The pursuit of this newly attainable wealth came with a whole new swath of discomforts as working conditions in factories were absolutely abysmal but the possibility of wealth was now a genuine one and enormous amounts of the world’s population shifted from rural areas towards the exponentially growing urban ones. A new, and large, middle class was born.
The Second Industrial Revolution brought with it greater conscientiousness around working conditions, with the development of worker unionization, and also brought an overall increase in the average standard of living. Expanding access to electricity, the invention of the telephone, and assembly line production all not only accelerated the engines of industry but also shifted the focus away from merely providing sustenance for the population and instead towards improving the qualitative experience of daily life.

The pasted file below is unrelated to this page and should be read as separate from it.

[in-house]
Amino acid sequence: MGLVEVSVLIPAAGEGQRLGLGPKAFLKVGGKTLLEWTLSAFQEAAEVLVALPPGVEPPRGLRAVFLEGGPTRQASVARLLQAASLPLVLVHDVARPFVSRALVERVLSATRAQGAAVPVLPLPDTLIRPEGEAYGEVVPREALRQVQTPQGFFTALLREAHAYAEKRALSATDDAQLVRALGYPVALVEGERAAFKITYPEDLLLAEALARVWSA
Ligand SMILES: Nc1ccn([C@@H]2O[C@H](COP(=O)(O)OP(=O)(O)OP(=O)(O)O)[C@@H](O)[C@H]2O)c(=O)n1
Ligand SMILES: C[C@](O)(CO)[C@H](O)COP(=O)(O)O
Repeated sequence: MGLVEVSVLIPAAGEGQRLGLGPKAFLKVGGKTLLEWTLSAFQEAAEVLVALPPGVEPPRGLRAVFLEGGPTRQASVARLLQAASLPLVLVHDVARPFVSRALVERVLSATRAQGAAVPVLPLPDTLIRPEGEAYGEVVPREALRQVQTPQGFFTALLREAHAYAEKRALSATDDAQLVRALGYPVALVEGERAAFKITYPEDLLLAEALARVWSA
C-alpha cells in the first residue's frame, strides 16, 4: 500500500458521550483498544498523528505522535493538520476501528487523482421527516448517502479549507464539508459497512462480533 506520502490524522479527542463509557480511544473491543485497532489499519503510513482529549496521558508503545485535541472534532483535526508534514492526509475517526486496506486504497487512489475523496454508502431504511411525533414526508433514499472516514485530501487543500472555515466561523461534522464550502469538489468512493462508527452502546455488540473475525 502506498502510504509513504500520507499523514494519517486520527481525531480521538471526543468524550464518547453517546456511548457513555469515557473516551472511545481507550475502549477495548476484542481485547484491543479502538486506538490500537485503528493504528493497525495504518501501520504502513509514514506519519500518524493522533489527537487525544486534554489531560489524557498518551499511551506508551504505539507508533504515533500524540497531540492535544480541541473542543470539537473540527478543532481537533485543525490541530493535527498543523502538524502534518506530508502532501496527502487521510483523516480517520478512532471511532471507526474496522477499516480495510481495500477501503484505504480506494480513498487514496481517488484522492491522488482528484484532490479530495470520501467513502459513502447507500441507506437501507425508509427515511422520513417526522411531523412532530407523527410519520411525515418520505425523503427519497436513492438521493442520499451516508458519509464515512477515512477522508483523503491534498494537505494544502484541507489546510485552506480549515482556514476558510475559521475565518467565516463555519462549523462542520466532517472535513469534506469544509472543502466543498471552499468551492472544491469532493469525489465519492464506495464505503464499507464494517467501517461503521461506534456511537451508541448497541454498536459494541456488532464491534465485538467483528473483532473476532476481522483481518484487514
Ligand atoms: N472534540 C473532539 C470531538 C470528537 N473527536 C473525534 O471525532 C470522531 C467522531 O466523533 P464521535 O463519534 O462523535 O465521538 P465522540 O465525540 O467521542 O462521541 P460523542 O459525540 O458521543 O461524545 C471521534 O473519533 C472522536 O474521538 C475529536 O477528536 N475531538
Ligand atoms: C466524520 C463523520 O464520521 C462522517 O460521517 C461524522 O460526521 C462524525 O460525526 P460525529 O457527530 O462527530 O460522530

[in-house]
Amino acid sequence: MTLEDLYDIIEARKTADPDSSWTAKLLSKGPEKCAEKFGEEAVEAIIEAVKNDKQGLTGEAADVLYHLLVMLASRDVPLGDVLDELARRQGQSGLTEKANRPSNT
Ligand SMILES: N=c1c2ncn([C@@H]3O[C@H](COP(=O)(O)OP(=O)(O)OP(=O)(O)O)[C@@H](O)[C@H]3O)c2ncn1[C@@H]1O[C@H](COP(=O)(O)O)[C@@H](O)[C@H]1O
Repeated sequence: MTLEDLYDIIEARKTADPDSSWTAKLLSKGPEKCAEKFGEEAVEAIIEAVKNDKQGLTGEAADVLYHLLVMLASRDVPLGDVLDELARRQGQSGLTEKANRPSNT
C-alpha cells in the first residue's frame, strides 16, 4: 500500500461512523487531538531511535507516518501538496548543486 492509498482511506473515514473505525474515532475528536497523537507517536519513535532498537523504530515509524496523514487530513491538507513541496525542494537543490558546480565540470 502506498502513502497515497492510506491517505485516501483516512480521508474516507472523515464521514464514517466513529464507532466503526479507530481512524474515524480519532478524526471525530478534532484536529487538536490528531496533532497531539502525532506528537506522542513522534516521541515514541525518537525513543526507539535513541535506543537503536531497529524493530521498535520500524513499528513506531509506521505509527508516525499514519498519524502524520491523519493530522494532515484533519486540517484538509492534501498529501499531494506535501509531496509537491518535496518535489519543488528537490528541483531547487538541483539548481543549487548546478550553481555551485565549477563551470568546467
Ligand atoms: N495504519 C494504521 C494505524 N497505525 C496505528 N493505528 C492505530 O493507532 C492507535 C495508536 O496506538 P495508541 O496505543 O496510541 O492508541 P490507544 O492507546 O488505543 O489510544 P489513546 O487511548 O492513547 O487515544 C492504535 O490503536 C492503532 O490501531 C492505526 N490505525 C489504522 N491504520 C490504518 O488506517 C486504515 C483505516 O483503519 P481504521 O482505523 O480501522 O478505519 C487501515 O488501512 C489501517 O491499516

That focus was then superseded in the first half of the 20th century as all efforts were redirected to the support and recovery from the first and second world wars. Industrial and technological innovations continued during this time, even amidst the immense economic turbulence of the Great Depression, and in the 1950’s the engines of industry once again fixated on improving, and thereby appealing to, the convenience and comfort of everyday life.
The thriving industrial complex built a world around us which seemed obsessed with our personal comfort but it wasn’t until the 70’s and 80’s that social ideology began to first imply and then decree we were inalienably entitled to that comfort.
Early 1970’s psychological research into the effects of self-perception on problem solving found a correlation between levels of effectiveness and levels of self-esteem. Many of the researchers made a leap of inference pointing to the levels of self-esteem as being the cause of the level of outcome, high self-esteem resulted in higher levels of success.